Trump Ally Urges POTUS to Pardon Himself in Spree, Despite Voter Opposition

President Donald Trump ally Rep. Matt Gaetz (R-FL) has encouraged the commander-in-chief to go on a pardoning spree should he see fit to defend himself and others from actions of the "radical left" in future.

"Trump should pardon Michael Flynn, he should pardon the Thanksgiving Turkey, he should pardon everyone from himself to his administration officials to Joe Exotic if he has too," he said on Fox News. "Because you see from the radical left a bloodlust that will only be quenched if they come after the people who worked so hard to animate the Trump administration."

He added: "I think that the president ought to wield that pardon power effectively and robustly."

President Trump should pardon Flynn, the Thanksgiving turkey, and everyone from himself, to his admin, to Joe Exotic if he has to.

The Left has a bloodlust that will only be quenched if they come for those who fought with @realDonaldTrump to deliver for the American people. pic.twitter.com/wdTfu3Xwmp

— Rep. Matt Gaetz (@RepMattGaetz) November 25, 2020

Trump faces the prospect of lawsuits and criminal investigations upon leaving office and there have been suggestions he could attempt to pardon himself preemptively from federal crimes, ahead of leaving his position as commander-in-chief.

With no precedent for such action, his ability to do so and what challenges this might face are unclear.

Brian Kalt, a constitutional law professor at Michigan State University, previously told Newsweek the question was not "open-and-shut."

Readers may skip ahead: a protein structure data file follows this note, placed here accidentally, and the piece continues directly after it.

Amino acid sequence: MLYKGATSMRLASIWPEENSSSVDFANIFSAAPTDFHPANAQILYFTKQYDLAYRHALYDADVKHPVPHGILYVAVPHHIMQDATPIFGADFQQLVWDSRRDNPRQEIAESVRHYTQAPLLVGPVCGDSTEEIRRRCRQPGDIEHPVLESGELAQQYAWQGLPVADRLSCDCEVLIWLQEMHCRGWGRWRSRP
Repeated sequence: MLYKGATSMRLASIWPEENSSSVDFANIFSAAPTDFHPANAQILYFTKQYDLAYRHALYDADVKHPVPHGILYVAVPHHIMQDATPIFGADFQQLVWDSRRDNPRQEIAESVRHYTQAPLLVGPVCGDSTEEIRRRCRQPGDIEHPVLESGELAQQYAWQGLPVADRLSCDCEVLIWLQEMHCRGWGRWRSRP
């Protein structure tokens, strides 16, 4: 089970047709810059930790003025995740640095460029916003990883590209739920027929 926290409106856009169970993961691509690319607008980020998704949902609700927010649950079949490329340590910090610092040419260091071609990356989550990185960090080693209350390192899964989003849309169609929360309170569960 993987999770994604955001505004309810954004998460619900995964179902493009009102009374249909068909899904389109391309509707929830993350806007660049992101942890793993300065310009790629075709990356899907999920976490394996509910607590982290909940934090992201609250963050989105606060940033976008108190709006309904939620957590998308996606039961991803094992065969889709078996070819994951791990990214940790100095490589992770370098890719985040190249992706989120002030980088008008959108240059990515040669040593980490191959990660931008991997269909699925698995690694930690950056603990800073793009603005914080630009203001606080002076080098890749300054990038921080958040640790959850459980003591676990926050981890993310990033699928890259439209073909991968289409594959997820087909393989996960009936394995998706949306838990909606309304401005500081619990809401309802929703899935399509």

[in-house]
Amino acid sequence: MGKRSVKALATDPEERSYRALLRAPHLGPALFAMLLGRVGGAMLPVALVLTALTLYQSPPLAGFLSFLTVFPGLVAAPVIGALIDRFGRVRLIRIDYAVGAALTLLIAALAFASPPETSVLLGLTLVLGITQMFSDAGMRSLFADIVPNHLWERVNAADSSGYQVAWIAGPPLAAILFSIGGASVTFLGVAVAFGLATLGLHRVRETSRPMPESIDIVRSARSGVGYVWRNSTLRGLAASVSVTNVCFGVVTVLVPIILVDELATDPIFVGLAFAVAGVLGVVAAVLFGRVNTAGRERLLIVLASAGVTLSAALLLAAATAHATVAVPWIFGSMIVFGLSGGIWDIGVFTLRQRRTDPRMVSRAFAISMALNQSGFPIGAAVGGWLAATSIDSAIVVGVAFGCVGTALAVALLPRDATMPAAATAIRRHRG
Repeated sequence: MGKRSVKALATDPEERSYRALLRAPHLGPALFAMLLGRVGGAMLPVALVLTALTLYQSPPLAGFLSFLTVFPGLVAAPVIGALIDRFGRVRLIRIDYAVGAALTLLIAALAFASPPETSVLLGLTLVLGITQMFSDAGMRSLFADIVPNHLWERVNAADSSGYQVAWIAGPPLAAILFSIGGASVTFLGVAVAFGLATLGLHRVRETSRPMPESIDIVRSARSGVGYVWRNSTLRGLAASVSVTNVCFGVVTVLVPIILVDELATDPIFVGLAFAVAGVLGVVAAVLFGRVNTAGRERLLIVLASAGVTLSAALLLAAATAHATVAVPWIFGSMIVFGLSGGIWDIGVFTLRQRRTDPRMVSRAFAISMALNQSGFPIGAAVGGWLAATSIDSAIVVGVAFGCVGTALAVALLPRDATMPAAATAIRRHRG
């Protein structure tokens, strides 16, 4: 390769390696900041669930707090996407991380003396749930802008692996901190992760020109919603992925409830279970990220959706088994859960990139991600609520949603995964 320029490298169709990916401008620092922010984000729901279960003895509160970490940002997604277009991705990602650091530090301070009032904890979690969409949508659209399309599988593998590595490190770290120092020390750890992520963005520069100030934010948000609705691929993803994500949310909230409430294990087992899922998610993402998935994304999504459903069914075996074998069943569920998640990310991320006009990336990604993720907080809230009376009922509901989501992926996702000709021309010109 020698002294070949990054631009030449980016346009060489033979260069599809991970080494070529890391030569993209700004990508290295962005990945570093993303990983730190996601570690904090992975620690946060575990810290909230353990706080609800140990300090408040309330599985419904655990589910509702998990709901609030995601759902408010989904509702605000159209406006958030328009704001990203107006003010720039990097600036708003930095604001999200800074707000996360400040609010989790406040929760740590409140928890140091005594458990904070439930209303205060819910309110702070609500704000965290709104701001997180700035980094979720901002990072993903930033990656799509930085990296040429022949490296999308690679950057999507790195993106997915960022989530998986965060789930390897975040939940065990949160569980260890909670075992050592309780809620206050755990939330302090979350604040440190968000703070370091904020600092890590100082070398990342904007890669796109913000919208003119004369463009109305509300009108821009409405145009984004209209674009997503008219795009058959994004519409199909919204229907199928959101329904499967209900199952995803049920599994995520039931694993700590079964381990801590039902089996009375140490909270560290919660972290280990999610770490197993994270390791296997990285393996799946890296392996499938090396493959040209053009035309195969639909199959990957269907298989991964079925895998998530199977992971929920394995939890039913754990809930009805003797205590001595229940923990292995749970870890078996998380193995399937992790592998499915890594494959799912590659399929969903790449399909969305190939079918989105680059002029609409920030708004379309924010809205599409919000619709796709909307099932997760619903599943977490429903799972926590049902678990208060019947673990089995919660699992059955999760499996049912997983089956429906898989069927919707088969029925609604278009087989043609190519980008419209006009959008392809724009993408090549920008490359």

"My standard answer here is 'Well, he can try,'" he said.

Jeffrey Crouch, assistant professor of American politics at American University and author of The Presidential Pardon Power, told Newsweek he believes Trump could pardon himself—though said he did not think he should.

"Legal scholars are split between those who believe he could pardon himself—I am in that camp, although I don't think he should do so even if he can," he said.

While the constitutionality of this could be brought into question, polling has indicated that public opinion shows opposition to the president undertaking such a course of action.

In an NBC LX/YouGov poll conducted November 22, 1,200 registered voters were asked: "In your opinion, should sitting US presidents be allowed to pardon themselves?"

Nearly three quarters, 72 percent, said they should not, compared to 13 percent who said they should be able to.

On a partisan level, a lower percentage of Republicans were opposed but most still felt a president should not be able to do so. Nearly half of Republicans, 49 percent, asked said they should not compared to 26 percent who said they should have the power to. Nearly all Democrats asked said they should not, with 93 percent selecting this option and three percent stating they should be able to.

Newsweek has contacted Gaetz for further comment and the White House to ask if the president has upcoming plans to make any pardons.

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In this screenshot from the RNC’s livestream of the 2020 Republican National Convention, U.S. Rep. Matt Gaetz (R-FL) addresses the virtual convention on August 24, 2020. He has touted the idea of President Trump giving a pardon to himself. Photo Courtesy of the Committee on Arrangements for the 2020 Republican National Committee via Getty Images